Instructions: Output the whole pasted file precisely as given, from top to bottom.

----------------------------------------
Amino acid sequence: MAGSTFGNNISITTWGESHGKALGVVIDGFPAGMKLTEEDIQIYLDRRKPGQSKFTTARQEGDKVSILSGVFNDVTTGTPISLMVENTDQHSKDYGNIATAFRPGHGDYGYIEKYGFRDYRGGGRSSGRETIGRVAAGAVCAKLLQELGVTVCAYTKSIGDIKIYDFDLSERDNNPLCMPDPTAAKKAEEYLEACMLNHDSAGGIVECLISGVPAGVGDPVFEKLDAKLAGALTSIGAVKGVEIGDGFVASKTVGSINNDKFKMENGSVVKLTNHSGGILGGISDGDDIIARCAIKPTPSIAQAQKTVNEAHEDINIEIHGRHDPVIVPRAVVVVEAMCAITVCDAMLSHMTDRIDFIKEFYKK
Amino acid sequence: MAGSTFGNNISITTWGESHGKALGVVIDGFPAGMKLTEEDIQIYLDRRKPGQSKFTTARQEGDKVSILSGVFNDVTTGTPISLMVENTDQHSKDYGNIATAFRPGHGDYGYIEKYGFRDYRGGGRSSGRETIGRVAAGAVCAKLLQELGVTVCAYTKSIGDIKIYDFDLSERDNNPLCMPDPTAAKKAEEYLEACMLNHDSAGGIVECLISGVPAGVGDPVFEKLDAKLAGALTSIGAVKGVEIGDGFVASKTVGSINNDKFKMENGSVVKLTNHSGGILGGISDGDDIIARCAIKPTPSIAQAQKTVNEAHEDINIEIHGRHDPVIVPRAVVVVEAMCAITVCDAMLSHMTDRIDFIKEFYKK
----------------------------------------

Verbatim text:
Amino acid sequence: MAGSTFGNNISITTWGESHGKALGVVIDGFPAGMKLTEEDIQIYLDRRKPGQSKFTTARQEGDKVSILSGVFNDVTTGTPISLMVENTDQHSKDYGNIATAFRPGHGDYGYIEKYGFRDYRGGGRSSGRETIGRVAAGAVCAKLLQELGVTVCAYTKSIGDIKIYDFDLSERDNNPLCMPDPTAAKKAEEYLEACMLNHDSAGGIVECLISGVPAGVGDPVFEKLDAKLAGALTSIGAVKGVEIGDGFVASKTVGSINNDKFKMENGSVVKLTNHSGGILGGISDGDDIIARCAIKPTPSIAQAQKTVNEAHEDINIEIHGRHDPVIVPRAVVVVEAMCAITVCDAMLSHMTDRIDFIKEFYKK
Amino acid sequence: MAGSTFGNNISITTWGESHGKALGVVIDGFPAGMKLTEEDIQIYLDRRKPGQSKFTTARQEGDKVSILSGVFNDVTTGTPISLMVENTDQHSKDYGNIATAFRPGHGDYGYIEKYGFRDYRGGGRSSGRETIGRVAAGAVCAKLLQELGVTVCAYTKSIGDIKIYDFDLSERDNNPLCMPDPTAAKKAEEYLEACMLNHDSAGGIVECLISGVPAGVGDPVFEKLDAKLAGALTSIGAVKGVEIGDGFVASKTVGSINNDKFKMENGSVVKLTNHSGGILGGISDGDDIIARCAIKPTPSIAQAQKTVNEAHEDINIEIHGRHDPVIVPRAVVVVEAMCAITVCDAMLSHMTDRIDFIKEFYKK